Fair housing advocates are celebrating a victory. They recently won a settlement from a Hartford-area landlord who allegedly denied apartments to people using public assistance to pay their rent. WNPR's Jeff Cohen reports. The Connecticut Fair Housing Center claimed the landlord, Paul Rosow, discriminated against people who received disability checks and housing assistance.

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Comcast Theatre
4:44 pm
Wed May 15, 2013

City Wants To Prevent Underage "Vodka Guzzling Fest" At Comcast Theatre

Hartford's outdoor concert season is about to start.  And while that's fun for a lot of people, some call it a scheduled mass casualty event.  Binge drinking is a serious concern for law enforcement and public health officials. 

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Hartford
10:37 pm
Thu May 9, 2013

Caviar Takes its Toll

Hartford Mayor Pedro Segarra has made headlines recently for questionable city spending -- like dining on caviar at taxpayer expense. Now, it looks as though the city council is taking concrete action to push back. It's likely the council will reject Segarra's appointment for the city's chief operating officer.

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News
12:39 pm
Wed May 8, 2013

Hartford Gun Buyback On Tap

Last December, the Capitol Region Gun BuyBack coalition traded more than $10,000 in gift cards for over 180 working guns -- an effort to get those firearms off the streets.  In a couple of weeks, they're hosting another gun buyback -- and officials say it's not just about public safety...but about public health. Joining us now is Dr. David Shapiro from St. Francis Hospital and Medical Center, one of the partners in the program.  Dr. Shapiro, thanks for joining us.

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Luxury
2:18 pm
Mon May 6, 2013

Hartford Taxpayers Pay For Caviar, Rack of Lamb For Mayor And Friends

When someone issues a controversial audit at 5:02 p.m. on a Friday, it's kind of sign that they don't want you to read it. That's what happened last week, when the city of  Hartford released its internal audit of its credit cards.  

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History
3:17 pm
Fri May 3, 2013

Learning about the Lusitania

In an age when we hear instantly of any news, good or bad, it is hard to imagine that information was not always so readily available.  On May 7, 1915, the RMS Lusitania sank off the coast of Ireland from damage caused by a German submarine’s torpedo.  For hours, it was little more than an unconfirmed rumor that the ship had sunk, and many accounts incorrectly reported the ship was beached with no loss of life.  Approximately an hour and a half after the sinking, a cablegram to the New York City office of the Cunard Line, the steamship line that owned and operated the Lusitania, confirmed t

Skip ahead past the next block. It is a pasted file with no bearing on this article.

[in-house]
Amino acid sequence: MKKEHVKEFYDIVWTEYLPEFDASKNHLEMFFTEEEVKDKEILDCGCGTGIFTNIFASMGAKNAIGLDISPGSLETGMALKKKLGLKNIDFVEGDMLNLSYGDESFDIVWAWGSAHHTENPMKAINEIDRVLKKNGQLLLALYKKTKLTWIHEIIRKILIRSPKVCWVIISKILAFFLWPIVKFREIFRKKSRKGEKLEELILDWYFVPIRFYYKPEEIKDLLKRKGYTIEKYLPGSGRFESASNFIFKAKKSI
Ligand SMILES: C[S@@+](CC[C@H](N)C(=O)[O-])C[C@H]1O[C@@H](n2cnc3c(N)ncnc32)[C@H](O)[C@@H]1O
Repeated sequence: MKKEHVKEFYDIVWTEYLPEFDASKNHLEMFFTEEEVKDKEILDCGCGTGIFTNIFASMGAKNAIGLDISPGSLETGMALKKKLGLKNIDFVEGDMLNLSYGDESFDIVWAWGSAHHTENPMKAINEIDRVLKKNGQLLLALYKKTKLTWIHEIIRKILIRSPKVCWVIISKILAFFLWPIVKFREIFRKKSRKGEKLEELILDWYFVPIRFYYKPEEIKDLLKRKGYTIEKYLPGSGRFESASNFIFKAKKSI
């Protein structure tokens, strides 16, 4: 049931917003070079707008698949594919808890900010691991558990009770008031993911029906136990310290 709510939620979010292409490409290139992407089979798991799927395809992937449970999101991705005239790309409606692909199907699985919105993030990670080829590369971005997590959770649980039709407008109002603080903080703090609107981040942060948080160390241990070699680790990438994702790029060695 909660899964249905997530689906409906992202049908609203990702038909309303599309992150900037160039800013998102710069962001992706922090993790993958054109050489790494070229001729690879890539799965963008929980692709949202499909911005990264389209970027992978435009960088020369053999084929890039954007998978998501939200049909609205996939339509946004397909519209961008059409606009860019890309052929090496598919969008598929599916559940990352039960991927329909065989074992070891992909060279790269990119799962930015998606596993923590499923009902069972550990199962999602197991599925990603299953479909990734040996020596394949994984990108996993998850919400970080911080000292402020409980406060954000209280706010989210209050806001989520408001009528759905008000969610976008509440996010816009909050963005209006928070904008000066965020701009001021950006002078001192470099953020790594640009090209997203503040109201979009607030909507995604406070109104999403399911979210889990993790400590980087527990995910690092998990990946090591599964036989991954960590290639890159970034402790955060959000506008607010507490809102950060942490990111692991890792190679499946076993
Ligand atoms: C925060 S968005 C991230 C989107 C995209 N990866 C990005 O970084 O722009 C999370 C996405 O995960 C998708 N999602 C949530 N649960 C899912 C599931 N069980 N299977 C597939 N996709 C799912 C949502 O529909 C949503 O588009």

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Where We Live
11:05 am
Thu May 2, 2013

Celebrating Brazil's Culture: Samba, Capoeira, Community

Chion Wolf

The music, culture and movement of Brazil is evocative of a certain kind of lifestyle to many Americans - like me - who’ve never been there. The beach at Ipanema, dense rainforests, a lyrical language and laid-back people.

But the real Brazil is booming and complex, one of the world’s emerging economies.

Connecticut is also home to many thousands of Brazilian immigrants - who occupy an uneasy space as part of a Latin American diaspora with a different language and cultural heritage.

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Racial Equality
3:11 pm
Wed May 1, 2013

New Agreement Reached In The Sheff v. O'Neill Saga

The Connecticut Department of Education has reached a new agreement with the plaintiffs in the decades long Sheff v. O'Neill case.

The lawsuit is meant to ease the racial disparity between students in Hartford Public Schools and neighboring school districts.

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Where We Live
12:50 pm
Tue April 30, 2013

Connecticut Libraries Creating Community

Catie Talarski

Libraries might be changing faster than just about any other part of public life. These civic institutions were known for more than a century for their voluminous stacks of books and quiet spaces - now, they’re all about public events, high-tech connectivity, even 3-D printing!

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Immigration
2:49 pm
Mon April 29, 2013

Driver's Licenses for Undocumented Immigrants Stalls

Courtesy of CT DMV

Many undocumented immigrants in Connecticut want to apply for a state driver's license.

As WNPR's Lucy Nalpathanchil reports,  legislation to allow them to do so stalled in a legislative committee.  Now proponents are pushing lawmakers to find another way to get the legislation before the full General Assembly.